“A lot of them are high school kids, college kids, kids that go to local colleges but are still living at home,” Mr. Kerber said of his seasonal employees. “We do have some adults here working, too. So far we’ve had pretty good luck with it. We get a lot of kids that have friends, so if they recommend it then we go on their recommendation.”
Brr-Kee’s Ice Cream in Oakmont also tends to hire seasonal employees based on recommendations — they hired 11 for the 2014 summer season.
It’s no problem getting applicants, said owners Tim and Terry Lutz.
“I used to print 100 applications and I stopped that because I’d still be getting names and phone numbers,” said Ms. Lutz. “Now I do 50.”
Just like Mama used to make
Getting customers to get in their cars and head out for ice cream — rather than just reaching for the box in the freezer — means offering a product that is made fresh in the store and comes in lots of flavors. Brr-Kee’s has about 80 flavors, Kerber’s offers about 95 and Bruster’s has more than 100.
Behind the kitchen in the back of Kerber’s Dairy storefront, Tom Kerber Jr. — wearing a plastic hairnet, rubber gloves and an apron — adds ice cream mix to a shiny silver ice cream maker. A similar machine is tucked behind the service windows at Brr-Kee’s, adjacent to a dry-erase board covered with ice cream flavor requests.
Ms. Utterback said many of her organization’s members serve their own ice cream, which is better and fresher than store-bought ice cream. “The ice cream you get in a store is produced in January. If you’re buying ice cream today, it’s already 6 months old,” she said.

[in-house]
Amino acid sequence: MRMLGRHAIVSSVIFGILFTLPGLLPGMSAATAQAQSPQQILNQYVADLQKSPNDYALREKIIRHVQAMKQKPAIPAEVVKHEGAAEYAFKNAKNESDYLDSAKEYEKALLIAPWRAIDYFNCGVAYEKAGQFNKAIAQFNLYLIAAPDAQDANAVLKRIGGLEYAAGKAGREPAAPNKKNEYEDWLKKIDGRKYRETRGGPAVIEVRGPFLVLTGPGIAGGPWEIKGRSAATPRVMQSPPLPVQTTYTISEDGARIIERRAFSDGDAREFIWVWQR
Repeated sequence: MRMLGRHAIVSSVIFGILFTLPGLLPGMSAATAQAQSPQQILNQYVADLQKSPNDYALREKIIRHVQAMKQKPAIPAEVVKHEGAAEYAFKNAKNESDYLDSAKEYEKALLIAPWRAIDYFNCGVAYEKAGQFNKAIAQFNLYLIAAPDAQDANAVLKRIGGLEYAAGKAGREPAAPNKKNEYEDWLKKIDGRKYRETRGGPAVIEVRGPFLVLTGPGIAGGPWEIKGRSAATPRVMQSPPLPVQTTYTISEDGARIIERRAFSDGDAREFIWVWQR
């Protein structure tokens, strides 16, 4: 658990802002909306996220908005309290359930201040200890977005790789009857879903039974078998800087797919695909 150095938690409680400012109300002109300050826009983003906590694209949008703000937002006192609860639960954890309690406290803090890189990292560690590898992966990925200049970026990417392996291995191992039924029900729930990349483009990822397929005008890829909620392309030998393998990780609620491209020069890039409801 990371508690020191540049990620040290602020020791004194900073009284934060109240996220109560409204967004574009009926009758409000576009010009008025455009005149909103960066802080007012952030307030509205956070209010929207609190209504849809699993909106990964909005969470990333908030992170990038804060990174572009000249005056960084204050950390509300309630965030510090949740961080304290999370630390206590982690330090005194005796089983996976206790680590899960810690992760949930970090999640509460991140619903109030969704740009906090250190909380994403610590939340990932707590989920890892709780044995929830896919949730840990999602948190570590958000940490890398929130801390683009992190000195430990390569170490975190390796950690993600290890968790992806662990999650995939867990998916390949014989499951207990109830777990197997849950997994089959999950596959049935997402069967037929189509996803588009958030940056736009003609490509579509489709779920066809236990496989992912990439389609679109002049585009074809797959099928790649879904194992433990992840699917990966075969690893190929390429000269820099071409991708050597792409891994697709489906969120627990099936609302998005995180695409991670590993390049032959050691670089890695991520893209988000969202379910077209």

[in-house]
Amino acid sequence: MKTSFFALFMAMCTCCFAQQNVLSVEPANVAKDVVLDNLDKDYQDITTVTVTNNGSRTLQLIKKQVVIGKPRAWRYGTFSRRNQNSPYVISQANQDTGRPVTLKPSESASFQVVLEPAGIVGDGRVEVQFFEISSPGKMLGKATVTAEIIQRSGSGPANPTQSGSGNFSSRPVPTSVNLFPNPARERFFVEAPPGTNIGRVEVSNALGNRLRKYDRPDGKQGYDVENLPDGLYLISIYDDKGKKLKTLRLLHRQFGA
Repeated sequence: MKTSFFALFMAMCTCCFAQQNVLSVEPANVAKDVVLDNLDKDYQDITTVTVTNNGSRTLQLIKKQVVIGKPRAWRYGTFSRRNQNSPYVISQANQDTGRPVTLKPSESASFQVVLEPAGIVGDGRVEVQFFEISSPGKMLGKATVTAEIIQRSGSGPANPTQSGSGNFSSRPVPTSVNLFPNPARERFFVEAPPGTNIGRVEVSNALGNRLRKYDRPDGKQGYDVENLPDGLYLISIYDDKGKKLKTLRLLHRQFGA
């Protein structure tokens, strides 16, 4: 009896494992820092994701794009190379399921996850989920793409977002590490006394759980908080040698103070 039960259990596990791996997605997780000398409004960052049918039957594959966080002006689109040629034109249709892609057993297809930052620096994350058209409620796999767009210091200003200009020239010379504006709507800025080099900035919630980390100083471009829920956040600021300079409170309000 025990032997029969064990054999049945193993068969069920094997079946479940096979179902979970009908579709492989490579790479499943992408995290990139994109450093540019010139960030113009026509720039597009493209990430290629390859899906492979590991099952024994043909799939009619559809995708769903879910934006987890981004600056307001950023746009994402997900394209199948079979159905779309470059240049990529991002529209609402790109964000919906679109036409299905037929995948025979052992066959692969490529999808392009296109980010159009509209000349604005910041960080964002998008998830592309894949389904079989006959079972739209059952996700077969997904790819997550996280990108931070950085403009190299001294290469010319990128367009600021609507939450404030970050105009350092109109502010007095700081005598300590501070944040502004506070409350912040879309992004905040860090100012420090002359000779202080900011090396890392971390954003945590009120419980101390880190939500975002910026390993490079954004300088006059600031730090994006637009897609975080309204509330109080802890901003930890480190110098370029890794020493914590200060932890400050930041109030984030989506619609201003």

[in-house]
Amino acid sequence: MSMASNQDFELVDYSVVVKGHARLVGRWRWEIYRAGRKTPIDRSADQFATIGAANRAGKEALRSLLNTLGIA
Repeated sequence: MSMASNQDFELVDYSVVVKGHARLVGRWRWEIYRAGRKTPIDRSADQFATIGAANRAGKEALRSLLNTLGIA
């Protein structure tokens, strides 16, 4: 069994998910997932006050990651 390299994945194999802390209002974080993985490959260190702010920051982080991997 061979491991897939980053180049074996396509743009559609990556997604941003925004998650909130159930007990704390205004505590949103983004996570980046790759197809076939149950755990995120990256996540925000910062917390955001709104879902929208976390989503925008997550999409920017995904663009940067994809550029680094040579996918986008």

Kerber’s does offer options such as frozen yogurt, which is brought in from an outside supplier, and soft-serve ice cream. Brr-Kee’s doesn’t offer soft-serve but does have some gelato options.
“Every once in awhile people will order that, but for the most part they want ice cream,” Mr. Lutz said. “We sell way more ice cream than we sell gelato.”
Tom. Kerber Sr. agreed. “I know yogurt may be better nutritional wise — but people who come here want what tastes good. I don’t know how to say it without being negative or derogatory about it. The bottom line is, eventually people buy what they like, what tastes good,” he said.
Kerber’s clientele is mainly families and a lot of the marketing strategies are aimed toward children, and that means thinking about more than just what the product tastes like.
“Most kids you saw out there, they don’t care what flavor the ice cream is — they care what color the ice cream is,” Tom Kerber Jr. said as his machine mixed ingredients for a blue-vanilla ice cream called Dinosaur Crunch. “We have cute names. Anything that sounds really goofy or fun, they like that.”